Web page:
The Canadian whiskey burned, especially more with each swallow down our throats. After enduring enough of that, we decided it must combust pretty good in the fire too. It takes some terrible whiskey to have a couple scumbuckets shooting fireballs from their mouths.
As we progressed northward the days got longer. At the end of the day, the lower angle of the summer sun resulted in longer sunsets, thus more time for sun-downers... as the sun goes down, so does the beverages. I don’t remember seeing a sunrise, because it followed that the morning-risers occurred later each day. Slowly the scumbucket daily routine was shifting about a half hour later each day.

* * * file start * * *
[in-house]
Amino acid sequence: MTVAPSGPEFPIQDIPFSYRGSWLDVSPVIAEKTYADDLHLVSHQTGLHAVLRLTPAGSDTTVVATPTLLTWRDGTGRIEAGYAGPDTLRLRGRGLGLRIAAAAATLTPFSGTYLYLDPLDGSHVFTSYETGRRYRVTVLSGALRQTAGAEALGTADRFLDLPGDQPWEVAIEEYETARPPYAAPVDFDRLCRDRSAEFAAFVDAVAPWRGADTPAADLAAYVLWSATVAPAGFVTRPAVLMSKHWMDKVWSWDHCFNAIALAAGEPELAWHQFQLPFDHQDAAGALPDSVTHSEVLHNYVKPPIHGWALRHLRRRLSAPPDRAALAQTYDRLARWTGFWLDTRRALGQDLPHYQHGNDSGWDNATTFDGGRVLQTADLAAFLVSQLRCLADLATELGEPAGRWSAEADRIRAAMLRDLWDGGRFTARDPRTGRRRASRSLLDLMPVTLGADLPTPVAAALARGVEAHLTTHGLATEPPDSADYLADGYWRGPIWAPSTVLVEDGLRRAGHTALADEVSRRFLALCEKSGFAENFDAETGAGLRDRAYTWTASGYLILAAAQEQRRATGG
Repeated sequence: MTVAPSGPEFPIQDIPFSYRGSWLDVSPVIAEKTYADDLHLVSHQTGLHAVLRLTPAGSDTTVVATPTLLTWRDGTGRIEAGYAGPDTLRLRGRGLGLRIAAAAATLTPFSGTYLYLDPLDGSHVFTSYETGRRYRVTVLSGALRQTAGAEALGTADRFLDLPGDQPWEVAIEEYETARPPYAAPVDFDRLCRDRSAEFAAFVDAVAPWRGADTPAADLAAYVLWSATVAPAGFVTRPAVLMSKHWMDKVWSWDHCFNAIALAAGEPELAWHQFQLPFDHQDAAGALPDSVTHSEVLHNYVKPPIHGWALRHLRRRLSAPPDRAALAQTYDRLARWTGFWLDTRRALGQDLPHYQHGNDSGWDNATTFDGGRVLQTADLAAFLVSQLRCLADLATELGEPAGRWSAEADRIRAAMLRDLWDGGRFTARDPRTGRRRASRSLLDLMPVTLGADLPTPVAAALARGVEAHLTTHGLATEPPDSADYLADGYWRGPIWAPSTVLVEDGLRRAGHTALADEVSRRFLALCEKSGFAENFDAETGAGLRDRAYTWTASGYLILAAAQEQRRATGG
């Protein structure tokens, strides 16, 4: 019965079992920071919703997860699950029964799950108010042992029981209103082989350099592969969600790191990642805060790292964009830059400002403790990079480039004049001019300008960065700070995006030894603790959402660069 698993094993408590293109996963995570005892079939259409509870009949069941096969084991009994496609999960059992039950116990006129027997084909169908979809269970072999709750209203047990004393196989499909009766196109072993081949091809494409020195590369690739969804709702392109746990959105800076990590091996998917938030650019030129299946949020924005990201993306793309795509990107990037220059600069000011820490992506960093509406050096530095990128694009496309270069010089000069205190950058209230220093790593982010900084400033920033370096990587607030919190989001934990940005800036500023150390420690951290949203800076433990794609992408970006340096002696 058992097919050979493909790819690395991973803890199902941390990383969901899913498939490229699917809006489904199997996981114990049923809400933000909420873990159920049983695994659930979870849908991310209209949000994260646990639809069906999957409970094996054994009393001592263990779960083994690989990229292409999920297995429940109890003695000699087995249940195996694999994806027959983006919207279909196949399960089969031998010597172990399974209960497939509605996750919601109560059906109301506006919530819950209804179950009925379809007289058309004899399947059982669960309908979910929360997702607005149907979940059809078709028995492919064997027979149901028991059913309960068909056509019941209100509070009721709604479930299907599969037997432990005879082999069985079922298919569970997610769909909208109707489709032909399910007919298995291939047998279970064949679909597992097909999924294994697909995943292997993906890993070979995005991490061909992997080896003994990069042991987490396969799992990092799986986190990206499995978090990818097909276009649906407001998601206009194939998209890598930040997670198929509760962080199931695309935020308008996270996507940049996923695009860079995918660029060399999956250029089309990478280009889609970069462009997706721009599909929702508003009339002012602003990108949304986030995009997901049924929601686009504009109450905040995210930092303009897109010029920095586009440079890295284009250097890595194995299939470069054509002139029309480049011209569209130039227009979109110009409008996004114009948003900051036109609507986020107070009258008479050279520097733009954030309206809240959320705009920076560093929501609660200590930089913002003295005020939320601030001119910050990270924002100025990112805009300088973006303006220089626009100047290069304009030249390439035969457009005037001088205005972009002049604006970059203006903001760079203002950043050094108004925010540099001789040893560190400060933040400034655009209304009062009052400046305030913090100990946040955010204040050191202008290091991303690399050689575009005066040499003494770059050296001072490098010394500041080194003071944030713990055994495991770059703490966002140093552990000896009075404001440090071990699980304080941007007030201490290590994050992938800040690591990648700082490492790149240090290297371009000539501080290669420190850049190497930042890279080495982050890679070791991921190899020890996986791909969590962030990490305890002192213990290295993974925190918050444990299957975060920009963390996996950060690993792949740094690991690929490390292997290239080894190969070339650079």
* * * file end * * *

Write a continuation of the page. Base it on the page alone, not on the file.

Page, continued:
Especially when there is no need to wake up early when the first thing you see is a gallows pole-like bear food hanger in a creepy campsite. I’ve always been curious as to what happens when a bear figures out the food is up there, after attempting to climb up, or bat at the bag unsuccessfully, what if there is a determined bear who will sit underneath the food bag until if falls? Imagine the surprise a camper would experience when they attempt to retrieve their food in the morning…
The morning routine involved the requisite coffee and oatmeal with raisins breakfast, thankfully we aren’t growing tired of it. Followed by a stop at the first (and only) filling station in the nearest village to top off the gas, fill the oil, and check the tires. Harper was hoping to make it to
on his tires, where he had a brand-new set waiting for him. Unbenounced to us, chip seal pavement makes motorcycle tires wear-down at a rate quicker than teenage girl fashions go out of style. Anchorage